After sweeping a doubleheader against the Rangers, who came into that day with the best record in the American League, the D-backs travel to Texas for two more games. Then after a three-game respite in Chicago against the Cubs, the D-backs have a four-game series in St. Louis against the National League's top team followed by a brief three-game home set against the defending World Series champion Giants before heading back on the road.
Of their next 18 games, 15 will be away from home.
"This is a heck of a stretch we're going into," D-backs manager Kirk Gibson said.
"This will be a good test for us," catcher Miguel Montero said. "There's going to be some good matchups."
If you doubt the D-backs can hold their own, consider what they've already overcome this year.
The D-backs woke up Tuesday morning in first place by 1 1/2 games in the NL West. That in and of itself is a nice accomplishment, but considering that they've done it without any help from expected leadoff hitter Adam Eaton and only two weeks worth of production from their most consistent offensive player last year, second baseman Aaron Hill, it becomes even more impressive.
In addition, Montero, who was the team's Opening Day cleanup hitter, is hitting below .200, and until his recent surge at the plate, Martin Prado had also struggled offensively.
Had he known all of that was going to happen, D-backs outfielder Cody Ross was asked, would he have thought his team would be in first place?
"I'd be lying if I said yes," Ross said. "But the thing that we knew going into Spring Training was the depth that we had, and it's a testament to the front office for putting together a great group of players and young talent with guys that could come in and fill in and do great. It's been pretty awesome that we've been able to play through a number of key players being hurt."
Arizona general manager Kevin Towers surprised many when he added Ross to the team's outfield during the offseason, given that the club was already stacked at the position. But Ross' presence has helped offset the loss of Eaton as well as Jason Kubel, who has missed time due to leg issues.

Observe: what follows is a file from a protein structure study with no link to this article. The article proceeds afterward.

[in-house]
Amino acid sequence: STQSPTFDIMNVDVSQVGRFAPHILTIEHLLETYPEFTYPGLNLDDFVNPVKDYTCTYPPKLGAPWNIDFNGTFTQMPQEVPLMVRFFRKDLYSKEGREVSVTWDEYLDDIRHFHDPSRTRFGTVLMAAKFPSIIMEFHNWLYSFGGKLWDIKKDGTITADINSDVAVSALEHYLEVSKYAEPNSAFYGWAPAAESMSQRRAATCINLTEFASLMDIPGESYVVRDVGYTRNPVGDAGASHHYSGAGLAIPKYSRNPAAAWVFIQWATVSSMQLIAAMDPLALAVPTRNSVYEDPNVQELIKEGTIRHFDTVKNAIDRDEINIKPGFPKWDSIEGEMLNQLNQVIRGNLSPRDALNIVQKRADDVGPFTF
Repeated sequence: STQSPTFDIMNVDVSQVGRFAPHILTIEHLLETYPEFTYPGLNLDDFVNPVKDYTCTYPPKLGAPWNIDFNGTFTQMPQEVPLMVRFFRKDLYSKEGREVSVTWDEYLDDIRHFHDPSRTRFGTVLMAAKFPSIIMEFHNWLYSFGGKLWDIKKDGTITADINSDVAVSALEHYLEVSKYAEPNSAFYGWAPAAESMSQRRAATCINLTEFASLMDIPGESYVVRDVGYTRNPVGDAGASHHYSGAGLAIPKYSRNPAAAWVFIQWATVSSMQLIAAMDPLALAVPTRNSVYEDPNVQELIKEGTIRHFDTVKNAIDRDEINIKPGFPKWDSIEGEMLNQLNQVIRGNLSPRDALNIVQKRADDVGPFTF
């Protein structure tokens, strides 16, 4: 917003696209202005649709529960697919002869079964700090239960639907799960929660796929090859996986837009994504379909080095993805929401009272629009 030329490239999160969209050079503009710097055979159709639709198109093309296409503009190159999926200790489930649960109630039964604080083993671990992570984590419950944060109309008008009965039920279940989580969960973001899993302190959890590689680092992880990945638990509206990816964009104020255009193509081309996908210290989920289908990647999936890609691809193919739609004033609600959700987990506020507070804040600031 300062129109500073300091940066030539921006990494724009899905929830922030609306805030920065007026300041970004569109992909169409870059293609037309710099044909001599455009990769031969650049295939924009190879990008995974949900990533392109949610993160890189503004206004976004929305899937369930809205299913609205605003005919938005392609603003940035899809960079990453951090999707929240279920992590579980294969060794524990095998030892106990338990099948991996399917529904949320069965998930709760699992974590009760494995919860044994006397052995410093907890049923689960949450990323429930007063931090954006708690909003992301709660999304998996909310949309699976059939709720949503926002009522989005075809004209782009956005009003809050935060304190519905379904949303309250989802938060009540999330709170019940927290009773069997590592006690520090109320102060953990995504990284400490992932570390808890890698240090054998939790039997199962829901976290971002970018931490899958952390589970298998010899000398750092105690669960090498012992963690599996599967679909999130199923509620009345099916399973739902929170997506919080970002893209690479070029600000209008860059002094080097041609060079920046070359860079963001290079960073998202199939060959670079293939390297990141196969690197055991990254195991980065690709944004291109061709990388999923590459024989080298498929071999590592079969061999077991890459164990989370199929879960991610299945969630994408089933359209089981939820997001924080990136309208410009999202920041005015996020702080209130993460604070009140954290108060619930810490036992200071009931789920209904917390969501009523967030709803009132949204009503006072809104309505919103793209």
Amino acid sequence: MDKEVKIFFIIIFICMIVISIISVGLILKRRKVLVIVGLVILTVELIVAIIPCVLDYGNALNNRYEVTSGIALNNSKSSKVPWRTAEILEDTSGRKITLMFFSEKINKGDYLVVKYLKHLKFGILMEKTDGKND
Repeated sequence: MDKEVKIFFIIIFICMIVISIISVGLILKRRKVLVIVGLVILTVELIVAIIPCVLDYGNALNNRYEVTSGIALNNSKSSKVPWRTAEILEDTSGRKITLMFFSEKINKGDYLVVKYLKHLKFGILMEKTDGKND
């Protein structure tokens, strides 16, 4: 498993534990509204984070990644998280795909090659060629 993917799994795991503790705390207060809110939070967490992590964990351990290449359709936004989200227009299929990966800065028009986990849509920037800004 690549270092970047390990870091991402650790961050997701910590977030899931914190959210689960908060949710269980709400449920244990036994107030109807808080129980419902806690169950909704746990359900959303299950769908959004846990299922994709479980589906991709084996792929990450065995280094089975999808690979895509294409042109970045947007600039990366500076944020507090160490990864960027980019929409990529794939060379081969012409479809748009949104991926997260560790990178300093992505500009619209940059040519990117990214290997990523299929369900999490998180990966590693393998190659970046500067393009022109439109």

Similarly, the acquisition of reliever Heath Bell has paid big dividends as he has been able to seamlessly step into the closer's role following J.J. Putz's elbow injury.
Outfielder A.J. Pollock, who was expected to start the year in the Minors, has been a big contributor, as has shortstop Didi Gregorius, who the team planned on giving more experience in the Minors this year.
"It's unbelievable, huh?" Montero said. "We're just a team, it's not about one guy, it's a bunch of guys. The guys who have gotten a chance to play have been doing a good job."
Gibson has set the tone by refusing to use injuries as a possible excuse.
"We just look at what's Plan A, Plan B and Plan C," he said. "There's nothing you can do about it -- it is what it is. Eaton we thought he was coming back, he's not coming back, just move right on. We're always looking at, when something happens, what's our Plan B?"
The D-backs have led the league in close games for much of the season, and Gibson believes that the experience of that will help come the pennant stretch and the postseason.
And the manager has also tried to turn the team's tough schedule -- which includes Interleague away games at the Red Sox, Yankees, Rays and Rangers -- into a positive as well.
And the tough schedule could also eventually work in their favor, Gibson figures, helping to test themselves against top-flight competition.
"You look at all the close games we've played -- the one-run games, the two-run games -- we're certainly comfortable [playing them]," Gibson said. "I think we have a good understanding of what we have to do to win those games, so in the end it should do us well. The same way with the schedule."
For now, the D-backs will focus on trying to get through this tough schedule stress by continuing to utilize their bench as much as possible.
And while they acknowledge it's a challenging stretch, they also are working to keep it in the proper perspective.
"We'll have to be on top of our game," Gibson said. "It's going to create challenges for us. The thing about it is you can't get to where you're hanging onto every game like it's do or die. It's not that way. Just go out and play hard and stay with it; just have to stay even keel and keep your head going forward."